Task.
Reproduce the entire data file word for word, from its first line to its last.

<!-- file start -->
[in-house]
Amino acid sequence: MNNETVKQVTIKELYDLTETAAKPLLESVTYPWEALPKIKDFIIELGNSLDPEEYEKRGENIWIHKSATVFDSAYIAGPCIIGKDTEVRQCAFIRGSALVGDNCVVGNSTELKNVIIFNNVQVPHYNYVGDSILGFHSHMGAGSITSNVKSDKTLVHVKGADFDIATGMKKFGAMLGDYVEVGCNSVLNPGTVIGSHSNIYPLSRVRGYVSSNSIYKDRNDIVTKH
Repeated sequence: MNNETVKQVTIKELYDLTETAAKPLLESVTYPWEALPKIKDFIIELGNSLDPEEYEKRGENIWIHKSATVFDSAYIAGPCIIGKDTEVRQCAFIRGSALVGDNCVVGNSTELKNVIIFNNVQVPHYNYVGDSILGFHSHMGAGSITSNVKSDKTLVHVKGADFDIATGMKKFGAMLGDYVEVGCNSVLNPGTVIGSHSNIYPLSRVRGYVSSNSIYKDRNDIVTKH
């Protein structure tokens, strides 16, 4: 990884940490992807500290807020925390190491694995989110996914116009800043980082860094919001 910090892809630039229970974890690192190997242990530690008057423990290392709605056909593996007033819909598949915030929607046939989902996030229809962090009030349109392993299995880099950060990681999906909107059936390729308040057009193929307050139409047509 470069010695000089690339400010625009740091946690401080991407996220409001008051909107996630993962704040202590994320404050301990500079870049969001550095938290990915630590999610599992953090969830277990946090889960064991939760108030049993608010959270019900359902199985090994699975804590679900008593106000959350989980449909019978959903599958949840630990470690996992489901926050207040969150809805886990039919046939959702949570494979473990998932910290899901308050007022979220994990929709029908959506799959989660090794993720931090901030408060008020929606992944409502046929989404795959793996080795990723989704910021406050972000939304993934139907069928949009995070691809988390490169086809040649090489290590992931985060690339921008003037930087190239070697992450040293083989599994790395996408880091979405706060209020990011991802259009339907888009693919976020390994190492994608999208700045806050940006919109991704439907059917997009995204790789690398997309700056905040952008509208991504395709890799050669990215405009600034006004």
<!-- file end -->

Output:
[in-house]
Amino acid sequence: MNNETVKQVTIKELYDLTETAAKPLLESVTYPWEALPKIKDFIIELGNSLDPEEYEKRGENIWIHKSATVFDSAYIAGPCIIGKDTEVRQCAFIRGSALVGDNCVVGNSTELKNVIIFNNVQVPHYNYVGDSILGFHSHMGAGSITSNVKSDKTLVHVKGADFDIATGMKKFGAMLGDYVEVGCNSVLNPGTVIGSHSNIYPLSRVRGYVSSNSIYKDRNDIVTKH
Repeated sequence: MNNETVKQVTIKELYDLTETAAKPLLESVTYPWEALPKIKDFIIELGNSLDPEEYEKRGENIWIHKSATVFDSAYIAGPCIIGKDTEVRQCAFIRGSALVGDNCVVGNSTELKNVIIFNNVQVPHYNYVGDSILGFHSHMGAGSITSNVKSDKTLVHVKGADFDIATGMKKFGAMLGDYVEVGCNSVLNPGTVIGSHSNIYPLSRVRGYVSSNSIYKDRNDIVTKH
């Protein structure tokens, strides 16, 4: 990884940490992807500290807020925390190491694995989110996914116009800043980082860094919001 910090892809630039229970974890690192190997242990530690008057423990290392709605056909593996007033819909598949915030929607046939989902996030229809962090009030349109392993299995880099950060990681999906909107059936390729308040057009193929307050139409047509 470069010695000089690339400010625009740091946690401080991407996220409001008051909107996630993962704040202590994320404050301990500079870049969001550095938290990915630590999610599992953090969830277990946090889960064991939760108030049993608010959270019900359902199985090994699975804590679900008593106000959350989980449909019978959903599958949840630990470690996992489901926050207040969150809805886990039919046939959702949570494979473990998932910290899901308050007022979220994990929709029908959506799959989660090794993720931090901030408060008020929606992944409502046929989404795959793996080795990723989704910021406050972000939304993934139907069928949009995070691809988390490169086809040649090489290590992931985060690339921008003037930087190239070697992450040293083989599994790395996408880091979405706060209020990011991802259009339907888009693919976020390994190492994608999208700045806050940006919109991704439907059917997009995204790789690398997309700056905040952008509208991504395709890799050669990215405009600034006004």